How Much Should You Budget for Closing Costs?

An older couple uses a laptop, calculator, and papers to budget while sitting on the living room sofa

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The amount may surprise you.

Key points

  • Closing costs are paid when you purchase a home or refinance a mortgage.
  • Closing costs vary by lender.
  • They can add up to several thousand dollars, so home buyers need to budget for them in advance.

If you are purchasing a new house or refinancing an existing mortgage, you are going to get hit with some fees when you complete your transaction. These fees are called closing costs, and you pay them when you settle up with the home seller and ownership transfers or when you finalize your refinance loan. Even the best mortgage lenders charge you closing costs.

Closing costs can be more expensive than you think, and you don't want to be caught by surprise and left scrambling to come up with the cash you need. To make sure that doesn't happen, here's how to decide how much money you should save for your upfront expenses during the home purchase or refinancing process.

Budget this amount for closing costs

When you are purchasing a home or refinancing a mortgage, you should budget around 2% to 5% of the home's value or the amount of money you’re borrowing. For example, if you are taking out a mortgage for $400,000, then you can expect to pay between $8,000 and $20,000.

This may be more money than you expect to pay, but it's a reasonable amount to anticipate -- especially given that The Ascent's 2020 study on closing costs found average closing costs in the United States total around $5,749.

It's also a pretty wide range, but that's because taxes and other fees can vary by state, as well as by lender. In Pennsylvania, for example, residents generally face the highest average closing costs totaling around 4.99% of the price of the home, according to The Ascent's research. In other states, such as Colorado, Wyoming, Montana, and Indiana, closing costs are much lower -- less than 1% of the sale price of the home, on average.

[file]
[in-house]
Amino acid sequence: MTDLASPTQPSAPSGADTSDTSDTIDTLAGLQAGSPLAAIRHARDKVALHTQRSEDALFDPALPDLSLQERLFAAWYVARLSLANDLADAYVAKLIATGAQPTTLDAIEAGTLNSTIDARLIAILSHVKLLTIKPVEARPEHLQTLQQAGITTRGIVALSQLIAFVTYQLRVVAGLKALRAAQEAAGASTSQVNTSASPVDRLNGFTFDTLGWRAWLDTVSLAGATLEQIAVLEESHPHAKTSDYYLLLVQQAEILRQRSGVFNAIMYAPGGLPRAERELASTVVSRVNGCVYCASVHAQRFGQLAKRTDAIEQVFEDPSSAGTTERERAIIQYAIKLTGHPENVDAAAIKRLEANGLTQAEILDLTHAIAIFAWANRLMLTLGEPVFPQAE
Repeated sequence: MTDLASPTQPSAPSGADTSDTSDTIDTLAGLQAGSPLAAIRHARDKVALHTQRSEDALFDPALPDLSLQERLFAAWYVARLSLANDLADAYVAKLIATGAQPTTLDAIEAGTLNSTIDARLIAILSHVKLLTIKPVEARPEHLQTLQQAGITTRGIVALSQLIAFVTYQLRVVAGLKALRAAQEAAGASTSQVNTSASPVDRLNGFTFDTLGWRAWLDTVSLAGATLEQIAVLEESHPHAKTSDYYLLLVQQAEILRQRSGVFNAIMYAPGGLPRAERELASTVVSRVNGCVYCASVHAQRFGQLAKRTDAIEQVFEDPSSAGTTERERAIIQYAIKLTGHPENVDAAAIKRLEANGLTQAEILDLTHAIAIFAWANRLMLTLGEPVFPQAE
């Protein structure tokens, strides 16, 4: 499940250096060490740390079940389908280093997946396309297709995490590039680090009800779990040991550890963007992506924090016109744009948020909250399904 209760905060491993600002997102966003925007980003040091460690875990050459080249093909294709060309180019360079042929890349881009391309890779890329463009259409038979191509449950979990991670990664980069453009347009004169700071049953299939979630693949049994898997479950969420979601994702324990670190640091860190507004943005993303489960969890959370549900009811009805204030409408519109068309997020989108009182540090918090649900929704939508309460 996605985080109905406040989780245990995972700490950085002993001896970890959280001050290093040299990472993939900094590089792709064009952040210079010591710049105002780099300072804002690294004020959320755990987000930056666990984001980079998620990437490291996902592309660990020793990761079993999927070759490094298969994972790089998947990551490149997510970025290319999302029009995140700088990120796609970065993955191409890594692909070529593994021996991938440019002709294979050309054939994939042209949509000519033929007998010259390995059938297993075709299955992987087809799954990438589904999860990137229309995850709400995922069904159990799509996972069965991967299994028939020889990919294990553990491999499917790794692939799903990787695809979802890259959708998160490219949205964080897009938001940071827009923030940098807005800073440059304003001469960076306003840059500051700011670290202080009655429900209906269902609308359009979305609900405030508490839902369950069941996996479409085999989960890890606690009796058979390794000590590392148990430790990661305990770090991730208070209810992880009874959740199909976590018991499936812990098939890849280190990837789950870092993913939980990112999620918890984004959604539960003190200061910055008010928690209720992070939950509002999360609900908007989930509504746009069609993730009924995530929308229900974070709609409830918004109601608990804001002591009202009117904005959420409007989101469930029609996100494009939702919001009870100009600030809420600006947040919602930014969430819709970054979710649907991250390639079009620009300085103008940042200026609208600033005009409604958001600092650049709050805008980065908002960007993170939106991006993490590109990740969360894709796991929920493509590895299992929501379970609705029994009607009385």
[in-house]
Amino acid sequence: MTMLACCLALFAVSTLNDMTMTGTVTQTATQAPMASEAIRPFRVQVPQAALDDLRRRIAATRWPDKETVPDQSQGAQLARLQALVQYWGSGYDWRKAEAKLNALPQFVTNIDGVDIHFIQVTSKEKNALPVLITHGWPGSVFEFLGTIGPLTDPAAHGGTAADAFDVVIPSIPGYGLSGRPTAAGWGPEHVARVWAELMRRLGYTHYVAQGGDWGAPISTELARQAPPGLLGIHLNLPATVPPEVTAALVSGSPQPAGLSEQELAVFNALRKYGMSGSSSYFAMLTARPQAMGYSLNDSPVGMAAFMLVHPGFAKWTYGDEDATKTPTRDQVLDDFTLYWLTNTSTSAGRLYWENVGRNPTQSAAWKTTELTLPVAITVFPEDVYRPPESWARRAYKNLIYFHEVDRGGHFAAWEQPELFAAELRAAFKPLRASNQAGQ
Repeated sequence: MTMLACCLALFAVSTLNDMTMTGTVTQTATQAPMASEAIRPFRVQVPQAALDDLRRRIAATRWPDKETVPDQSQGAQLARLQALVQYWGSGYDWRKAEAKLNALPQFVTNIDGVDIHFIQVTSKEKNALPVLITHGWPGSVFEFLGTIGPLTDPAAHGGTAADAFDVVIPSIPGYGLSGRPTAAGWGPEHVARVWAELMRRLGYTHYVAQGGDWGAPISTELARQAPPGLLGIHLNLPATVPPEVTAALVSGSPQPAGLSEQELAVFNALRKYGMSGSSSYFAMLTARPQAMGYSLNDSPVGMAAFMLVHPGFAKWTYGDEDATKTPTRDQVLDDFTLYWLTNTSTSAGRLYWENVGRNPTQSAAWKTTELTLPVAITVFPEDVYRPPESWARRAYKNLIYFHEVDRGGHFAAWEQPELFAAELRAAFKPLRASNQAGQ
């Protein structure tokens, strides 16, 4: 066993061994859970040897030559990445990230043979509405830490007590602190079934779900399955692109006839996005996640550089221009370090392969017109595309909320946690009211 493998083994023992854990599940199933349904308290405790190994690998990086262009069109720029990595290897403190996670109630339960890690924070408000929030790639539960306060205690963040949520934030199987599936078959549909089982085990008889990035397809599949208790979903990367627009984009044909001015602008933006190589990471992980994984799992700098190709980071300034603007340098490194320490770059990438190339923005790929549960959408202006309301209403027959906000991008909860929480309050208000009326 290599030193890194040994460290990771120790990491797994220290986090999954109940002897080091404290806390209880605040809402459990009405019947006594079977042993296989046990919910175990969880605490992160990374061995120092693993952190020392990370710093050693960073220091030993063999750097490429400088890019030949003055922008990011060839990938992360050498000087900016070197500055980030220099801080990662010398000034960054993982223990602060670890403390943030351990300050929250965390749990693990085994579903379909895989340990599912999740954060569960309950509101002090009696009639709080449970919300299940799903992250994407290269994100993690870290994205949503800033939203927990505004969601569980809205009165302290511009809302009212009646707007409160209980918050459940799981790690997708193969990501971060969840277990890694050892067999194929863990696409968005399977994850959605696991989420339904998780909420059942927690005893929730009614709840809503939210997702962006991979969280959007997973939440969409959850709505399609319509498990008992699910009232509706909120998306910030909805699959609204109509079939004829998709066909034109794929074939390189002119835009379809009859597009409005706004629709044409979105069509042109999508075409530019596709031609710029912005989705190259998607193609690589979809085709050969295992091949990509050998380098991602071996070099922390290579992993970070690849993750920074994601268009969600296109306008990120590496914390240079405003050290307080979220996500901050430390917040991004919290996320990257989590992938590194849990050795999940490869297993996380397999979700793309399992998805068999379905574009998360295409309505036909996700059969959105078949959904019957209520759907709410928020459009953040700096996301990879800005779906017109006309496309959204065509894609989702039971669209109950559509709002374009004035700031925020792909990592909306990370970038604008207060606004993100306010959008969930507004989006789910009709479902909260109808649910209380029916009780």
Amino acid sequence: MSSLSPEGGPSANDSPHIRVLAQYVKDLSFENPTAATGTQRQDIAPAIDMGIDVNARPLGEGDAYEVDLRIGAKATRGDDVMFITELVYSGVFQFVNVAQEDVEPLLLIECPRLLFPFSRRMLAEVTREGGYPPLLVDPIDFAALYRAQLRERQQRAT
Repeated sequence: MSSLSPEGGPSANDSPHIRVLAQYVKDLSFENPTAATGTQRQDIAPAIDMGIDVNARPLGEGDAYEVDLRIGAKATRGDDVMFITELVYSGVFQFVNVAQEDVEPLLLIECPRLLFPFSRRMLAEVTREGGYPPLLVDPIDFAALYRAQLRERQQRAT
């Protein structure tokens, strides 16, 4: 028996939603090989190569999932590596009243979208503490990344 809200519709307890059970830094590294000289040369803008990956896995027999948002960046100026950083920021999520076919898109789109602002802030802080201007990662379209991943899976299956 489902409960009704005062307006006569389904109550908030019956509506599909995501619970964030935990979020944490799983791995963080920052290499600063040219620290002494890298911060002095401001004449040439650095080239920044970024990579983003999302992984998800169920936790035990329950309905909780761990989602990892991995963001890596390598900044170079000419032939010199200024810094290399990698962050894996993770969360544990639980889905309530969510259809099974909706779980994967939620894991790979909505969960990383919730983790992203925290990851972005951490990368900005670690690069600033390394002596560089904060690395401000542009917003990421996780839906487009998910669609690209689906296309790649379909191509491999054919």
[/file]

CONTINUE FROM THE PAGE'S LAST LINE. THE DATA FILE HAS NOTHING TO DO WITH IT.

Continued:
How to know how much your closing costs are?

While knowing the range of closing costs can be helpful when you get started saving for a home, the closer you get to making your purchase or closing on your refinance loan, the more exact you need to be in estimating how much to save.

Lenders need to disclose the specific amount of closing costs they will charge when you apply for a loan to buy a new home or to refinance your existing mortgage. These lender disclosures will detail both closing fees that you are allowed to shop around for -- such as attorney fees for the closing and survey fees -- and those you can't, such as appraisal fees and tax research fees.

You'll want to compare these different fees from different loan providers when you decide which one is the best to borrow from. Once you have decided to move forward with any particular lender, you'll need to start saving the exact amount of closing costs that you'll have to pay to complete your transaction.

You must come up with this money on closing day, and you don't want to have to scramble to find thousands of dollars at the last minute. Plan ahead and be prepared to have the cash you need to complete the transaction.

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